14 August, 2006

Animal tragic

It's taken me a while to notice, but there are precisely zero domestic animals anywhere in this borough of London. Not one. There are no cats, no dogs, no - so far as I can tell - budgies or cockatoos or any other fowl perching from people's windows, nothing. No pets whatsoever.

This, for a city that supposedly boasts the most number of cat owners in Europe, seems preposterous. It's also pitiful.

In Liverpool I lived next to a house owned by an elderly couple who boasted not just a dog but two cats who would, without fail, saunter past my living room window every day, and who were two of the two cutest felines you've ever seen. Once they even tried to climb in through my window.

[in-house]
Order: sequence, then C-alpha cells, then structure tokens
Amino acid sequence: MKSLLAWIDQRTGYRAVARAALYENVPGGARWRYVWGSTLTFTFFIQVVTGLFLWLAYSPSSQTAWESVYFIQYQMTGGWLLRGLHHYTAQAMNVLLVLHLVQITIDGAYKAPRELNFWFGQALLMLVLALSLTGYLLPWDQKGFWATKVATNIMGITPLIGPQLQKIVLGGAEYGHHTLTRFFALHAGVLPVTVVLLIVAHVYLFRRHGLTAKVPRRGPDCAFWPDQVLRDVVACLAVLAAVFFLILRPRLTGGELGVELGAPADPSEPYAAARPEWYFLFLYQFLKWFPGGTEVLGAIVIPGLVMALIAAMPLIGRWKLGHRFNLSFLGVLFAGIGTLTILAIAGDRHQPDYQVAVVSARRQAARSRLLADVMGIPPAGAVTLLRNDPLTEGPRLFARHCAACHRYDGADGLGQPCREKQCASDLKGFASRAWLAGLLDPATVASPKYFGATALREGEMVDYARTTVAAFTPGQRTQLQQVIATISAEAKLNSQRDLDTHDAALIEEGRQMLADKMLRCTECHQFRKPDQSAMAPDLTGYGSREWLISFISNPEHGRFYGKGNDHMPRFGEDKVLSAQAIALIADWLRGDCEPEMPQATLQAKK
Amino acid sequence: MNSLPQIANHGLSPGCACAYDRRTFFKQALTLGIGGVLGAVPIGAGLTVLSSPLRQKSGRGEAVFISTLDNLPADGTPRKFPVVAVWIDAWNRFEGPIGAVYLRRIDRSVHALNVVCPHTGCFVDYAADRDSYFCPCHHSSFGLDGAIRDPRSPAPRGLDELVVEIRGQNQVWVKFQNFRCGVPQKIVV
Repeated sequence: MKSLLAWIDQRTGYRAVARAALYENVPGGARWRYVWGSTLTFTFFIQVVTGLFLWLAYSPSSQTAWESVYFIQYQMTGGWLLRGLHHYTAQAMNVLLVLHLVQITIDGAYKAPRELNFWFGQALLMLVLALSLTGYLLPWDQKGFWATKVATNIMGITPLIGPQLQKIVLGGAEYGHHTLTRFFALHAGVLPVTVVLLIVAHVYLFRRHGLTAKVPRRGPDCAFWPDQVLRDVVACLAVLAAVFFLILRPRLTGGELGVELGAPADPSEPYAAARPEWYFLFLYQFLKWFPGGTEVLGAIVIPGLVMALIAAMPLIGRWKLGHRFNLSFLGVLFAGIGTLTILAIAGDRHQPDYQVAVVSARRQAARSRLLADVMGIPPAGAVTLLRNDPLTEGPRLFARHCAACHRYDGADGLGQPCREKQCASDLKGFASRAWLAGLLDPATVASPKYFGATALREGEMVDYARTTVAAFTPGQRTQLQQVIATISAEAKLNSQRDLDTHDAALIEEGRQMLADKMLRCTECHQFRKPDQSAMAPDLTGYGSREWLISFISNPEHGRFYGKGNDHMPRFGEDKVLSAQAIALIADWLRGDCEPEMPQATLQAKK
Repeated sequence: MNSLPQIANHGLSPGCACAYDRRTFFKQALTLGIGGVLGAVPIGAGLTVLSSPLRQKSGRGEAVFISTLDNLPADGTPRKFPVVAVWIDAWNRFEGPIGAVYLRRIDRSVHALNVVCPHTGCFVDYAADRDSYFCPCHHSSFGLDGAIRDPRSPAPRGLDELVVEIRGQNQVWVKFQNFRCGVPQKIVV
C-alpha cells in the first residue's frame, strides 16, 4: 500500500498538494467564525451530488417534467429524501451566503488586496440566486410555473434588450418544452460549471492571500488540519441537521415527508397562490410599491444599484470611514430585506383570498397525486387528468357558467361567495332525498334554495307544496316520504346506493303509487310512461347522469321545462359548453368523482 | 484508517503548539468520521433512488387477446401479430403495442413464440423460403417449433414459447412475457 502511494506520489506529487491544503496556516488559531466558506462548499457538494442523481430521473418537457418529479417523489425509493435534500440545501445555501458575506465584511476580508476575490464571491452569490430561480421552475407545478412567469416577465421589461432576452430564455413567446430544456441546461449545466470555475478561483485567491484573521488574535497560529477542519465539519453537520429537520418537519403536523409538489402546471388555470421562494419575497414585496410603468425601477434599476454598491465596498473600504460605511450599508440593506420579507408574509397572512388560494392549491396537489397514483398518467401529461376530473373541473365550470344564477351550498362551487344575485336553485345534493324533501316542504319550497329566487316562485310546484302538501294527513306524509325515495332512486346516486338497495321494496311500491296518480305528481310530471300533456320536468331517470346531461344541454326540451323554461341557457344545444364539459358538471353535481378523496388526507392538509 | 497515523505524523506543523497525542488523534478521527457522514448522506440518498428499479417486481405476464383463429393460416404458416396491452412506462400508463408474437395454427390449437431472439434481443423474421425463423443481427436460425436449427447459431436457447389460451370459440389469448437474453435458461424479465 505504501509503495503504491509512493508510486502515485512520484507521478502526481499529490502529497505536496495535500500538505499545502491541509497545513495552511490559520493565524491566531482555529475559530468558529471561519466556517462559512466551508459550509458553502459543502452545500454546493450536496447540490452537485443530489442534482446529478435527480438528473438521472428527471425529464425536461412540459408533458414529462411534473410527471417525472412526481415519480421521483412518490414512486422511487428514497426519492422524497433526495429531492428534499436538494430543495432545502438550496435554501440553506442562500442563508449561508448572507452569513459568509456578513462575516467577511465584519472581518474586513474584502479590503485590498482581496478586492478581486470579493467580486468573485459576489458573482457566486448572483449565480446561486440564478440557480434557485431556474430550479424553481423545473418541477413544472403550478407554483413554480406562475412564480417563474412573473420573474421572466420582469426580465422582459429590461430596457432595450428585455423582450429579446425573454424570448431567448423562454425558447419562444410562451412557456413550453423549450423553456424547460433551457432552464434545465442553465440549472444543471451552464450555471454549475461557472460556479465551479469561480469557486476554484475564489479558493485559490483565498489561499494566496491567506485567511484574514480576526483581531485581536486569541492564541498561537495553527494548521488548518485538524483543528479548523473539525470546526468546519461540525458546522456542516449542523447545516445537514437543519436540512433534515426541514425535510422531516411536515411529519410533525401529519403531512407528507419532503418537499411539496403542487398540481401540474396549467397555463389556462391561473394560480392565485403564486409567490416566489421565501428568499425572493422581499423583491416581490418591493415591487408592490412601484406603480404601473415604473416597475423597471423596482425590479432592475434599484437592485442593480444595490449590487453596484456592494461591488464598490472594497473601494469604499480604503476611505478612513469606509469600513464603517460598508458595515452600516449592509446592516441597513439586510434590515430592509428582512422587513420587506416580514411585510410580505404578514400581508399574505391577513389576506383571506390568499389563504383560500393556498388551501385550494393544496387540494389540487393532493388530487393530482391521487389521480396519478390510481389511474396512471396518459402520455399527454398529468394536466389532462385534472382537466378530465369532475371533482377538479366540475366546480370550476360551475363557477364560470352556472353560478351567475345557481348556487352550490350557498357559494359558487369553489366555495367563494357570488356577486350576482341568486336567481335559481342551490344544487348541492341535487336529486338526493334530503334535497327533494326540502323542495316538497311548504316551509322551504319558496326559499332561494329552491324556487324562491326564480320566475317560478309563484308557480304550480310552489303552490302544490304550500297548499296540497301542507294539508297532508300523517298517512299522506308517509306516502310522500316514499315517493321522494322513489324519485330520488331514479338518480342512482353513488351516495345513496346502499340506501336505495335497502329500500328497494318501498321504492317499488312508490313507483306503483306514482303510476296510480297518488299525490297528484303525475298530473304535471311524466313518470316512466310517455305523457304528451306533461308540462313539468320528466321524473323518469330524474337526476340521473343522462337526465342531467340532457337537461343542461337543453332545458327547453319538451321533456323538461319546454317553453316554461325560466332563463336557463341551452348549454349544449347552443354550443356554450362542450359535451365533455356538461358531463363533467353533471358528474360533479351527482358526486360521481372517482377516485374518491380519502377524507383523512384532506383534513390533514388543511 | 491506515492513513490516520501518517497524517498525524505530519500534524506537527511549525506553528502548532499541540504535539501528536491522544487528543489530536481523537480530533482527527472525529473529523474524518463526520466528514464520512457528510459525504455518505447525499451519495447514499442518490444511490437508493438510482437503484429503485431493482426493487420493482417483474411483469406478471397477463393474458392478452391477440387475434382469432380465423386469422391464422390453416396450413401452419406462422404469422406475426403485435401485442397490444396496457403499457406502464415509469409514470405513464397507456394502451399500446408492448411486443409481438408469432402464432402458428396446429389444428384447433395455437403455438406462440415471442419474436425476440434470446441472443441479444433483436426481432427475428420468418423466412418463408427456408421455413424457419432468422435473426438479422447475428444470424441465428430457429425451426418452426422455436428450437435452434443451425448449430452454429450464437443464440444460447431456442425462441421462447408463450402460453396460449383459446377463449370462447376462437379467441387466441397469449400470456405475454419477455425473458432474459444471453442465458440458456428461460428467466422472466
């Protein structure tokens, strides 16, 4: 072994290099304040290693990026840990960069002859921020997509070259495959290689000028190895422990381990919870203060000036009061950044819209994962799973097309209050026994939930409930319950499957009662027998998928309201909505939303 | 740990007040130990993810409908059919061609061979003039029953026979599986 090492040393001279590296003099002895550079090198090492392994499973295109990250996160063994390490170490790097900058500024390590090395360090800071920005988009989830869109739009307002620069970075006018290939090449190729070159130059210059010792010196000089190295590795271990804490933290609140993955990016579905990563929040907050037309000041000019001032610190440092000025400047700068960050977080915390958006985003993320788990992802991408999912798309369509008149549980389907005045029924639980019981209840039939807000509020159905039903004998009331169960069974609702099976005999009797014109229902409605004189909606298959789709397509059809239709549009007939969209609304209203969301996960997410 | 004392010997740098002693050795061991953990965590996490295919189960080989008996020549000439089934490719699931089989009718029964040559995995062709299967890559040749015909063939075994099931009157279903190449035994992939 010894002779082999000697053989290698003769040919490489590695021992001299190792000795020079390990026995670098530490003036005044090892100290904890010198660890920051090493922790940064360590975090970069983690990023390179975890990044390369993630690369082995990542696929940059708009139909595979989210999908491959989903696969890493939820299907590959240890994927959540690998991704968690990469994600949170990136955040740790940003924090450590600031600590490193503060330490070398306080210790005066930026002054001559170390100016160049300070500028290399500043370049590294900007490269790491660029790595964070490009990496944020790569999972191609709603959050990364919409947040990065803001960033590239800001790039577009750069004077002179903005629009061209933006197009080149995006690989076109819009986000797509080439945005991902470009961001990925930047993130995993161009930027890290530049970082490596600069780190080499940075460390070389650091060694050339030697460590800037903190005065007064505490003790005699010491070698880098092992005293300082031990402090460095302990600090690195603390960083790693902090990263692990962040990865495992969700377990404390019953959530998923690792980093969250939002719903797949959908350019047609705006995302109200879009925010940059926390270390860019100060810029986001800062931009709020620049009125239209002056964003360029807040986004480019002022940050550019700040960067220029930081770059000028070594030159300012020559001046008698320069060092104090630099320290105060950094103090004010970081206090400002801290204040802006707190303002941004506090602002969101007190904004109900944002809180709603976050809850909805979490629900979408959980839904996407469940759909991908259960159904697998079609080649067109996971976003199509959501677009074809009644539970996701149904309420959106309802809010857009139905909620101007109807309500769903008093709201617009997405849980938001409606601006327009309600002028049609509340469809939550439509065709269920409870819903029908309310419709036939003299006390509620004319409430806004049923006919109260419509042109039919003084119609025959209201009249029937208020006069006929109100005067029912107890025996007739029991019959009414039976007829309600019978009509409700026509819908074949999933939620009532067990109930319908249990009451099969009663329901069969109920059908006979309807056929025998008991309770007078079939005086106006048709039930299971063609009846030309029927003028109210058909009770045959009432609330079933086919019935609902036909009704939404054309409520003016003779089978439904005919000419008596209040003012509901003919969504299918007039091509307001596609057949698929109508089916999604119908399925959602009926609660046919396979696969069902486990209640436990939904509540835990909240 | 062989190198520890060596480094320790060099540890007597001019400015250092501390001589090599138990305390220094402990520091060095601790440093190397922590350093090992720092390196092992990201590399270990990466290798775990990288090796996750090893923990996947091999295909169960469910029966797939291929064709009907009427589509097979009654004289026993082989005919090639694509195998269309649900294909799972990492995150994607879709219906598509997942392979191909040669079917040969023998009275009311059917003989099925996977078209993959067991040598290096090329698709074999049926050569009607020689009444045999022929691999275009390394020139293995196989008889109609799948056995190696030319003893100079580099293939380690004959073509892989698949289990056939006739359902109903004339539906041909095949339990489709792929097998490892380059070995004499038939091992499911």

No such luck here. I haven't seen one cat since I moved to London. Just consider that sentence for a moment. Not one cat. And that hasn't been through choice, or through being cooped up indoors in my flat the whole time. Quite the reverse, as my ongoing treks through the city's suburbs have hopefully made clear.

It's not like I'm living in a bustling, high-rise, car-dominated area. And it's not that I'm living amongst folk who, for want of a better phrase, don't look like pet-lovers. So how come I haven't seen any cats mooching around the place, nor dogs being taken for a walk?

Now that I've realised there aren't any to be seen, I'm missing seeing them more than I did when I hadn't noticed. It's as puzzling as it is regrettable. Losing the sound of the birds was one thing, I was expecting that. But seeing such a total disappearance of animal life is very depressing. It renders the outside world defiantly, uniformly, humanoid. There appears to be no room for anything else except people.

The sight of a cat going about its business isn't too much to ask? Is it?


Post a Comment

<< Home